Kyle A. Richardson is the editorial director of Promo Marketing. He joined the company in 2006 brings more than a decade of publishing, marketing and media experience to the magazine. If you see him, buy him a drink.

Many small-business owners bemoan the often lengthy amount of time it takes to get paid by their commercial clients. President Obama, it turns out, has had enough of that, too.

The White House on Friday will announce that dozens of the nation's largest companies have agreed to more quickly pay their suppliers for parts and services or help those suppliers access less-expensive financing, a move the administration hopes will buoy small businesses.

Among the 26 corporations that have signed on are technology giants Apple and IBM. Coca-Cola, FedEx, Honda, CVS and Walgreens will also participate in the initiative ...

President Barack Obama, prodding Congress to consider fresh economic proposals after two years of gridlock, called for restructuring business taxes so long as the initial revenue generated goes toward job creation.

In a recent speech in Chattanooga, Tennessee, Obama said years of budget fights have diverted attention from the need to help middle-income Americans recover from the recession.

“I’m willing to work with Republicans on reforming our corporate tax code, as long as we use the money from transitioning to a simpler tax system for a significant investment in creating middle-class jobs,” he said.

States are supposed to tell the Obama administration by Friday whether they want to create their own health insurance exchange—a deadline that many had bet might never come to pass, choosing to sit on their hands for months in the hope that Mitt Romney would win the presidency and the health care law would be repealed.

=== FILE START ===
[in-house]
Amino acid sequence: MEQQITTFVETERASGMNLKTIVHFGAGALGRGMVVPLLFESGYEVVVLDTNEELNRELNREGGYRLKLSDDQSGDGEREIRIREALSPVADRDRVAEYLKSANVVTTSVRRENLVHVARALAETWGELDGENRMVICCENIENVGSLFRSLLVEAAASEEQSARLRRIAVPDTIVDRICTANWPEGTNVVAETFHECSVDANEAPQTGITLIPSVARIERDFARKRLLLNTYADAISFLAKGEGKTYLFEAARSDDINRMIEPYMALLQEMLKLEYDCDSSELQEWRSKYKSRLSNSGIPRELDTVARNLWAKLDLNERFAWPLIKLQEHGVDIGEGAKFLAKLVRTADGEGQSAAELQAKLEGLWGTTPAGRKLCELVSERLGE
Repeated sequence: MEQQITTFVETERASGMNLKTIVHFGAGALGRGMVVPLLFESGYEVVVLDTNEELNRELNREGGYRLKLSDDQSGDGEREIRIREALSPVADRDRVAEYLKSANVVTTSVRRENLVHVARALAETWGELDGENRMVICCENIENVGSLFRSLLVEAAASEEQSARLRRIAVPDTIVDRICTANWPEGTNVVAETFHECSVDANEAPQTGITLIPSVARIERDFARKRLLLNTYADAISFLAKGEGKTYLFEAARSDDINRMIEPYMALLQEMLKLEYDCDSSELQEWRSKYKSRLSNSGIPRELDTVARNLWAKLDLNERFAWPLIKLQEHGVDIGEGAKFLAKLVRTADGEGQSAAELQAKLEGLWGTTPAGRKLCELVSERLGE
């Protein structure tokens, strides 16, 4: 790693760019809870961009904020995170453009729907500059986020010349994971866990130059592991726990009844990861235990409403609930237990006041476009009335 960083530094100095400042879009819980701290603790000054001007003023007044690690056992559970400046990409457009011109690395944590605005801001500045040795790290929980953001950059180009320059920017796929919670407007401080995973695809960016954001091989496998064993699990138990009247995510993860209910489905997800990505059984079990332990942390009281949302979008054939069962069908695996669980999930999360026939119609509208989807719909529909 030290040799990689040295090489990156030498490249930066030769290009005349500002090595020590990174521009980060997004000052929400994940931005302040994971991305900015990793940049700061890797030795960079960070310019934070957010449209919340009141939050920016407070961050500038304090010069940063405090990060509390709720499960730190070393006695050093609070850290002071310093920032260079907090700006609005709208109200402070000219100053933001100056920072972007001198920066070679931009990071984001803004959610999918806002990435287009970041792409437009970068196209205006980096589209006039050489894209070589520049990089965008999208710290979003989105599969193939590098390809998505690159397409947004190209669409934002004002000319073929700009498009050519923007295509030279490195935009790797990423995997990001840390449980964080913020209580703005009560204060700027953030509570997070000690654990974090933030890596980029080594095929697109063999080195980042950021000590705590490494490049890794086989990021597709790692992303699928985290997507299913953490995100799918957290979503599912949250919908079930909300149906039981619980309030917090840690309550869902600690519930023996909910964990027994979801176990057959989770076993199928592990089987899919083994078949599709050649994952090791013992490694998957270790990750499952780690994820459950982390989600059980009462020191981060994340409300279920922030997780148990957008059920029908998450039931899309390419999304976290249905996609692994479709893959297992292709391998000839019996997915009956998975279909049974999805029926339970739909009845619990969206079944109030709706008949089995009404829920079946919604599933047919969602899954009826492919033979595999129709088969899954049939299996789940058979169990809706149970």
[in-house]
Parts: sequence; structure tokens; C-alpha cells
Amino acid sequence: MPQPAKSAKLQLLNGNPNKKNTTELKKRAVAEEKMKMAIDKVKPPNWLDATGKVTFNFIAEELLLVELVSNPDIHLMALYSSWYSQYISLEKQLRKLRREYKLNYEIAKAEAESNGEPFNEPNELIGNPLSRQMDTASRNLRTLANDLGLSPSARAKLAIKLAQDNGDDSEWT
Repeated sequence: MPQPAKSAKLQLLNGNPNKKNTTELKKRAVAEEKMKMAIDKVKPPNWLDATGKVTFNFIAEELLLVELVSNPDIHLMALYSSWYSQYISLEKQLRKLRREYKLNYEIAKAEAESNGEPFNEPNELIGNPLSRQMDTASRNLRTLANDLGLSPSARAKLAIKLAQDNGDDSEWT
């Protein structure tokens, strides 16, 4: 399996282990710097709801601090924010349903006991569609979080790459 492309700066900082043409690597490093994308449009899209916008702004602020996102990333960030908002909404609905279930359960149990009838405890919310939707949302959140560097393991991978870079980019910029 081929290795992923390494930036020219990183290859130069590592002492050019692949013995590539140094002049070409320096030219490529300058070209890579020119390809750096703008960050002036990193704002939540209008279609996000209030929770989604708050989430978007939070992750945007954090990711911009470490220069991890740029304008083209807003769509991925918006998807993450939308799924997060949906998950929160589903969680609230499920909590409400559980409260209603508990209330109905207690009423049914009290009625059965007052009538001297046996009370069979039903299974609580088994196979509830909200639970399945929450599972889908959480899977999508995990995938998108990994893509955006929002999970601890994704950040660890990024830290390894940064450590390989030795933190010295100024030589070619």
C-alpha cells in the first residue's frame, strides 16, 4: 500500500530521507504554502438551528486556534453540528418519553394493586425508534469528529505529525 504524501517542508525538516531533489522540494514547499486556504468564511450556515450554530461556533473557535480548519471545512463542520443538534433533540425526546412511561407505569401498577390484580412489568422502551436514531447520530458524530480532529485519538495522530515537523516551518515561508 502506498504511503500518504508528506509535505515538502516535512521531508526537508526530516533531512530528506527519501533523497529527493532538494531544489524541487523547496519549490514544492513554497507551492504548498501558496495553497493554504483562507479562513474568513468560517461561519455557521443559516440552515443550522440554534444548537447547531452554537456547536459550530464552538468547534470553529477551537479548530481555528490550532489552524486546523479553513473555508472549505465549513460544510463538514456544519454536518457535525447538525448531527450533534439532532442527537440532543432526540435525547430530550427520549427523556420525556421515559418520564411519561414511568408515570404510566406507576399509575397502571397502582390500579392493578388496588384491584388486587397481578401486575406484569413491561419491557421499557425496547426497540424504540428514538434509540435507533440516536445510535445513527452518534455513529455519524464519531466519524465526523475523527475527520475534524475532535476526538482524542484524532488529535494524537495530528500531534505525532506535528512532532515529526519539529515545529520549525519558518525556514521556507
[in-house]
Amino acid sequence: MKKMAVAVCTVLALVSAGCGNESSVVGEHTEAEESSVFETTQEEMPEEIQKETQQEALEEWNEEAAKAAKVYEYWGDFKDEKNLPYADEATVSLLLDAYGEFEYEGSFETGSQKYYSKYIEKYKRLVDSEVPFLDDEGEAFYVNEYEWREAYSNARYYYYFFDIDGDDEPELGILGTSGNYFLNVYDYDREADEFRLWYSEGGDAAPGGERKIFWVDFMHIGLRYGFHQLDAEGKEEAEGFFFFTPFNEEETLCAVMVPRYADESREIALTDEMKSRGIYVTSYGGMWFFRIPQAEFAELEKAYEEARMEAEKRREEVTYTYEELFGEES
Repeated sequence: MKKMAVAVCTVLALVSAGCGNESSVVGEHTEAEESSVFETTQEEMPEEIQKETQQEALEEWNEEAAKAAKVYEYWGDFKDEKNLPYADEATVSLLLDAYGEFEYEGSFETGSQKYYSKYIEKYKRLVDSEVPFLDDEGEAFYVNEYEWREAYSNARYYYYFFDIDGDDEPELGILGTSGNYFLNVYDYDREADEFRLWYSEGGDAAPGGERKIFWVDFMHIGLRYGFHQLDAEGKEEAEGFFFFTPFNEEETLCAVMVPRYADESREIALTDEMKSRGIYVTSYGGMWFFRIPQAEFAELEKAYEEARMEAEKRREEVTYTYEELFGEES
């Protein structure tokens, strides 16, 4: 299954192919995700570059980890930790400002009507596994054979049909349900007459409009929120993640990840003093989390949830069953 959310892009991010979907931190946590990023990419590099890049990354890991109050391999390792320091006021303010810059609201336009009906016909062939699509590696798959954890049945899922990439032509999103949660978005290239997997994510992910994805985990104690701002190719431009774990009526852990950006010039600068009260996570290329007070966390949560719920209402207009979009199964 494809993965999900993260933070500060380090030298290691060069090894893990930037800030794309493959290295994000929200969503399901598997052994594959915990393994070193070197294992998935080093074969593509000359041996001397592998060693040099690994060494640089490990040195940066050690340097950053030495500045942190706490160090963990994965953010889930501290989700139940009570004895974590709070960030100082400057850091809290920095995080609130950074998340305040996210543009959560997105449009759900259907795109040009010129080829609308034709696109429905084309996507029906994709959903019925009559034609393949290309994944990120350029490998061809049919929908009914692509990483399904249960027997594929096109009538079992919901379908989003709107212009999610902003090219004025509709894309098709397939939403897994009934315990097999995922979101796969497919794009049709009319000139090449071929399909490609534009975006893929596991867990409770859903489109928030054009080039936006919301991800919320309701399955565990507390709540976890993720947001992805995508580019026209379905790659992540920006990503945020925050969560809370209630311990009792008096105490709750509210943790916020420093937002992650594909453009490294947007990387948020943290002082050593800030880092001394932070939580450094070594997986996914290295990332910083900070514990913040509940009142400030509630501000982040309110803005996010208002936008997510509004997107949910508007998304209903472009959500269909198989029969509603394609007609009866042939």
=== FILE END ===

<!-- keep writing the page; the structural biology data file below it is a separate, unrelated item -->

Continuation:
On Wednesday, they dug in their heels a little more. Leaders of the Republican Governors Association, gathering in Las Vegas for their annual meeting, wrote a letter to Mr. Obama requesting more time, more guidance and a meeting where the president and governors could talk.

One week ago, the Washington Post's panel of swing state small-business owners gave the slight edge in the town hall debate to President Obama, forcing a split after Mitt Romney won convincingly in the first debate earlier this month.

So it all came down to Tuesday—and for the second time in less than a week, the president emerged with a split-decision victory.

Five respondents said the president came out ahead, one called it a draw and one gave the victory to Romney. Most of respondents thought the Republican candidate demonstrated that he could effectively serve as commander in chief

Cutting wasteful government spending is one of those exercises that even the most ardent political opponents agree is a good thing. But what one does with those savings is quite another matter.

On Wednesday, President Obama signed an executive order cutting federal spending on things like promotional plaques and mugs, cellphones and iPads, official travel, and chauffeured cars for senior officials.  

As part of a larger proposal to cut the national debt by $3 trillion over the next 10 years, the White House recommended reducing mail delivery to five days a week, freeing $7 billion of overfunded pension for use and creating a new business model to save the post office from insolvency.

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